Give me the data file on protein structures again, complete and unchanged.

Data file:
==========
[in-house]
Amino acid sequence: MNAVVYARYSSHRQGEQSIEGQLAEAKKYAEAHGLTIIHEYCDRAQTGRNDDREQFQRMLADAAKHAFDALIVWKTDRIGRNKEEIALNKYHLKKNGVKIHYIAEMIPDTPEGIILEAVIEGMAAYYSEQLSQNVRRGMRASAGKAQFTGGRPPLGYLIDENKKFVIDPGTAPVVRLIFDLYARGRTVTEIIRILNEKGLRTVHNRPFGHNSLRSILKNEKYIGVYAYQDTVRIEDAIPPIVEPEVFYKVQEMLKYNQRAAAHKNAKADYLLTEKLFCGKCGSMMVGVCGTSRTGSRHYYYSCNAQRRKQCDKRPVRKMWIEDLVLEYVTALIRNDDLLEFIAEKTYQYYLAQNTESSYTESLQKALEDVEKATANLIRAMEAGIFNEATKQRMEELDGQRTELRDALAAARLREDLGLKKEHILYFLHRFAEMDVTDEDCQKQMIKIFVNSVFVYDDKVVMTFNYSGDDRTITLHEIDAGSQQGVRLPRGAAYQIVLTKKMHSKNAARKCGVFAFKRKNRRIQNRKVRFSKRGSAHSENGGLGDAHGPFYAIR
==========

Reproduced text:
[in-house]
Amino acid sequence: MNAVVYARYSSHRQGEQSIEGQLAEAKKYAEAHGLTIIHEYCDRAQTGRNDDREQFQRMLADAAKHAFDALIVWKTDRIGRNKEEIALNKYHLKKNGVKIHYIAEMIPDTPEGIILEAVIEGMAAYYSEQLSQNVRRGMRASAGKAQFTGGRPPLGYLIDENKKFVIDPGTAPVVRLIFDLYARGRTVTEIIRILNEKGLRTVHNRPFGHNSLRSILKNEKYIGVYAYQDTVRIEDAIPPIVEPEVFYKVQEMLKYNQRAAAHKNAKADYLLTEKLFCGKCGSMMVGVCGTSRTGSRHYYYSCNAQRRKQCDKRPVRKMWIEDLVLEYVTALIRNDDLLEFIAEKTYQYYLAQNTESSYTESLQKALEDVEKATANLIRAMEAGIFNEATKQRMEELDGQRTELRDALAAARLREDLGLKKEHILYFLHRFAEMDVTDEDCQKQMIKIFVNSVFVYDDKVVMTFNYSGDDRTITLHEIDAGSQQGVRLPRGAAYQIVLTKKMHSKNAARKCGVFAFKRKNRRIQNRKVRFSKRGSAHSENGGLGDAHGPFYAIR